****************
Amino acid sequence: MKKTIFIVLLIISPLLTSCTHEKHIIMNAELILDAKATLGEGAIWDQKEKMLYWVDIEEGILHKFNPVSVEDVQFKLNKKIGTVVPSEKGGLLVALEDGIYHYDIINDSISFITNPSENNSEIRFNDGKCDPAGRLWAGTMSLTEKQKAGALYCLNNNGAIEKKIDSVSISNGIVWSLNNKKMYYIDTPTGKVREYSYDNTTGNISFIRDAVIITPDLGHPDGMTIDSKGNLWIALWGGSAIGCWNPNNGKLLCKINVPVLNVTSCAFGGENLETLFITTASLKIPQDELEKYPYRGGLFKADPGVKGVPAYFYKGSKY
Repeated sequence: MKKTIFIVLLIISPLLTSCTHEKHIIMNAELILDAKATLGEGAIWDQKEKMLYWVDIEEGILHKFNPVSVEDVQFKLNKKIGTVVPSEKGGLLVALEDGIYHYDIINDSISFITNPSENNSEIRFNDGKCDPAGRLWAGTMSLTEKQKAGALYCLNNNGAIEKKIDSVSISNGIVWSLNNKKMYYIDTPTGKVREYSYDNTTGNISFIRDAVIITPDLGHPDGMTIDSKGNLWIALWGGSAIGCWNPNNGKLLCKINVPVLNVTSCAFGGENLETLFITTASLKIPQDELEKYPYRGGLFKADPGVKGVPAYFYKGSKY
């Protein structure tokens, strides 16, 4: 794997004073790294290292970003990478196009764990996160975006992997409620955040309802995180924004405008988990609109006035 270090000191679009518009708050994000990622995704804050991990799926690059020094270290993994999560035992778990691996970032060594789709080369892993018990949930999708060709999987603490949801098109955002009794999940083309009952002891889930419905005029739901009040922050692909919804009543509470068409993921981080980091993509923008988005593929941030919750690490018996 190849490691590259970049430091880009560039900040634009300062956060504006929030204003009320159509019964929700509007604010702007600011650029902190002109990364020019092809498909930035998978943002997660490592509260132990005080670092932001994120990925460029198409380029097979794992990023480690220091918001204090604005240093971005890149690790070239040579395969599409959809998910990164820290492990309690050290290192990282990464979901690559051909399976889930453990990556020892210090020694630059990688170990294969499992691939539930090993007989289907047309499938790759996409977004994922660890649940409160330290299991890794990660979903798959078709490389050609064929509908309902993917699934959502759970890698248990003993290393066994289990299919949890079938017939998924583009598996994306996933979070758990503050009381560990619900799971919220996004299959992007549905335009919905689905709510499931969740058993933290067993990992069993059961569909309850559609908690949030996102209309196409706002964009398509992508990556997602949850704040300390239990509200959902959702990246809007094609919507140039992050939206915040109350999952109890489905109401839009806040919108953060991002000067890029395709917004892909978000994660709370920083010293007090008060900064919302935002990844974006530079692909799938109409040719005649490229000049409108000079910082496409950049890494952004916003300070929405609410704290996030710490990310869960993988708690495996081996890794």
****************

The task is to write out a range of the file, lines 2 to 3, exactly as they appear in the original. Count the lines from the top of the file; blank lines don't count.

Repeated sequence: MKKTIFIVLLIISPLLTSCTHEKHIIMNAELILDAKATLGEGAIWDQKEKMLYWVDIEEGILHKFNPVSVEDVQFKLNKKIGTVVPSEKGGLLVALEDGIYHYDIINDSISFITNPSENNSEIRFNDGKCDPAGRLWAGTMSLTEKQKAGALYCLNNNGAIEKKIDSVSISNGIVWSLNNKKMYYIDTPTGKVREYSYDNTTGNISFIRDAVIITPDLGHPDGMTIDSKGNLWIALWGGSAIGCWNPNNGKLLCKINVPVLNVTSCAFGGENLETLFITTASLKIPQDELEKYPYRGGLFKADPGVKGVPAYFYKGSKY
């Protein structure tokens, strides 16, 4: 794997004073790294290292970003990478196009764990996160975006992997409620955040309802995180924004405008988990609109006035 270090000191679009518009708050994000990622995704804050991990799926690059020094270290993994999560035992778990691996970032060594789709080369892993018990949930999708060709999987603490949801098109955002009794999940083309009952002891889930419905005029739901009040922050692909919804009543509470068409993921981080980091993509923008988005593929941030919750690490018996 190849490691590259970049430091880009560039900040634009300062956060504006929030204003009320159509019964929700509007604010702007600011650029902190002109990364020019092809498909930035998978943002997660490592509260132990005080670092932001994120990925460029198409380029097979794992990023480690220091918001204090604005240093971005890149690790070239040579395969599409959809998910990164820290492990309690050290290192990282990464979901690559051909399976889930453990990556020892210090020694630059990688170990294969499992691939539930090993007989289907047309499938790759996409977004994922660890649940409160330290299991890794990660979903798959078709490389050609064929509908309902993917699934959502759970890698248990003993290393066994289990299919949890079938017939998924583009598996994306996933979070758990503050009381560990619900799971919220996004299959992007549905335009919905689905709510499931969740058993933290067993990992069993059961569909309850559609908690949030996102209309196409706002964009398509992508990556997602949850704040300390239990509200959902959702990246809007094609919507140039992050939206915040109350999952109890489905109401839009806040919108953060991002000067890029395709917004892909978000994660709370920083010293007090008060900064919302935002990844974006530079692909799938109409040719005649490229000049409108000079910082496409950049890494952004916003300070929405609410704290996030710490990310869960993988708690495996081996890794």